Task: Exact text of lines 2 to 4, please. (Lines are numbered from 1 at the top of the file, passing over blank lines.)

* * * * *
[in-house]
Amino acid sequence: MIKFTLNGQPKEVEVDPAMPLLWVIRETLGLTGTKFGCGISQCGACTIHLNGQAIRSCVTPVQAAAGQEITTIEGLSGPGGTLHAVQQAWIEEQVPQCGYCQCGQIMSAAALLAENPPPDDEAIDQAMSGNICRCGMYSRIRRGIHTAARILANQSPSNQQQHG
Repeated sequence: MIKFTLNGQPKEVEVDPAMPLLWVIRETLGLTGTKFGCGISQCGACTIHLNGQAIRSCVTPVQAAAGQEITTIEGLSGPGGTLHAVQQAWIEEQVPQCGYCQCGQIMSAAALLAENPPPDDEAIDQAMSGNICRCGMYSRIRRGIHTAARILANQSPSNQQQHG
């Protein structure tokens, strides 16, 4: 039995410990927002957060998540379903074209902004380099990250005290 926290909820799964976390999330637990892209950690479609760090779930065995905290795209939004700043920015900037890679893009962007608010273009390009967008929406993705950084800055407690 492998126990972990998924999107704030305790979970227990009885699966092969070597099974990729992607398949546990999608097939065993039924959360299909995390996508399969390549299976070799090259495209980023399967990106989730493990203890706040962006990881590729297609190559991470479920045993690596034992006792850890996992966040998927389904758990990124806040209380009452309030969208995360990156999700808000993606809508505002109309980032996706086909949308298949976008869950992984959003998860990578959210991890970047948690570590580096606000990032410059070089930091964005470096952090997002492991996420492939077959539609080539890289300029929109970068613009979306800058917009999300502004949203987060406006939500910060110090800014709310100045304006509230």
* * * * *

Amino acid sequence: MIKFTLNGQPKEVEVDPAMPLLWVIRETLGLTGTKFGCGISQCGACTIHLNGQAIRSCVTPVQAAAGQEITTIEGLSGPGGTLHAVQQAWIEEQVPQCGYCQCGQIMSAAALLAENPPPDDEAIDQAMSGNICRCGMYSRIRRGIHTAARILANQSPSNQQQHG
Repeated sequence: MIKFTLNGQPKEVEVDPAMPLLWVIRETLGLTGTKFGCGISQCGACTIHLNGQAIRSCVTPVQAAAGQEITTIEGLSGPGGTLHAVQQAWIEEQVPQCGYCQCGQIMSAAALLAENPPPDDEAIDQAMSGNICRCGMYSRIRRGIHTAARILANQSPSNQQQHG
């Protein structure tokens, strides 16, 4: 039995410990927002957060998540379903074209902004380099990250005290 926290909820799964976390999330637990892209950690479609760090779930065995905290795209939004700043920015900037890679893009962007608010273009390009967008929406993705950084800055407690 492998126990972990998924999107704030305790979970227990009885699966092969070597099974990729992607398949546990999608097939065993039924959360299909995390996508399969390549299976070799090259495209980023399967990106989730493990203890706040962006990881590729297609190559991470479920045993690596034992006792850890996992966040998927389904758990990124806040209380009452309030969208995360990156999700808000993606809508505002109309980032996706086909949308298949976008869950992984959003998860990578959210991890970047948690570590580096606000990032410059070089930091964005470096952090997002492991996420492939077959539609080539890289300029929109970068613009979306800058917009999300502004949203987060406006939500910060110090800014709310100045304006509230």